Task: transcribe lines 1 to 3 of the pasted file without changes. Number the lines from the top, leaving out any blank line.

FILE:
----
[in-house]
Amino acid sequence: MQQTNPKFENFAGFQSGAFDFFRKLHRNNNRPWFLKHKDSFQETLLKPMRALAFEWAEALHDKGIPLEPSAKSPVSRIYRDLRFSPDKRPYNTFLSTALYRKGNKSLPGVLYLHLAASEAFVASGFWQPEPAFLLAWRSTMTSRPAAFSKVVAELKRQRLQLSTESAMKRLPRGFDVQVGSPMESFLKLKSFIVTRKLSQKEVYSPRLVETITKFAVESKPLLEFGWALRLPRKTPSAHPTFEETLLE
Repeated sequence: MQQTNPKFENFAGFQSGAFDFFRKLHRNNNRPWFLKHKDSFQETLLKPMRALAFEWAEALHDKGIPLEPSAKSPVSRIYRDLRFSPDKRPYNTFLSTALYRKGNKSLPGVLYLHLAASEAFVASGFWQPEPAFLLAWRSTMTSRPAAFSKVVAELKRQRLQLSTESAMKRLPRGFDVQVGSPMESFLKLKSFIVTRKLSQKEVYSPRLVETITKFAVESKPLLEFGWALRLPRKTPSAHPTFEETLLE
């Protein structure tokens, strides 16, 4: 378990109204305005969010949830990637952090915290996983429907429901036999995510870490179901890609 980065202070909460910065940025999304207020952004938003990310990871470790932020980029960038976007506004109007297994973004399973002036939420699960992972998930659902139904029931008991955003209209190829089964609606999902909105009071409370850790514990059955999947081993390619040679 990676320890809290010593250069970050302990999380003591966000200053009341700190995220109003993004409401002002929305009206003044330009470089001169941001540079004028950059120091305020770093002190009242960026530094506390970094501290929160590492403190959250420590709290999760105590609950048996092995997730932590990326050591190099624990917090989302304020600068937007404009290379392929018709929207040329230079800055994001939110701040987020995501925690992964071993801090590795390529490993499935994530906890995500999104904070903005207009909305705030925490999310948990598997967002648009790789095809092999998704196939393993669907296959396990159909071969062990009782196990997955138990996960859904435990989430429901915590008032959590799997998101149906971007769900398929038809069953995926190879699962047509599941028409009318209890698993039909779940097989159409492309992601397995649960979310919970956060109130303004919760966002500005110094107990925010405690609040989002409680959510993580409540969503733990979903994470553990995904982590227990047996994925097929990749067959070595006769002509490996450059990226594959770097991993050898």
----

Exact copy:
[in-house]
Amino acid sequence: MQQTNPKFENFAGFQSGAFDFFRKLHRNNNRPWFLKHKDSFQETLLKPMRALAFEWAEALHDKGIPLEPSAKSPVSRIYRDLRFSPDKRPYNTFLSTALYRKGNKSLPGVLYLHLAASEAFVASGFWQPEPAFLLAWRSTMTSRPAAFSKVVAELKRQRLQLSTESAMKRLPRGFDVQVGSPMESFLKLKSFIVTRKLSQKEVYSPRLVETITKFAVESKPLLEFGWALRLPRKTPSAHPTFEETLLE
Repeated sequence: MQQTNPKFENFAGFQSGAFDFFRKLHRNNNRPWFLKHKDSFQETLLKPMRALAFEWAEALHDKGIPLEPSAKSPVSRIYRDLRFSPDKRPYNTFLSTALYRKGNKSLPGVLYLHLAASEAFVASGFWQPEPAFLLAWRSTMTSRPAAFSKVVAELKRQRLQLSTESAMKRLPRGFDVQVGSPMESFLKLKSFIVTRKLSQKEVYSPRLVETITKFAVESKPLLEFGWALRLPRKTPSAHPTFEETLLE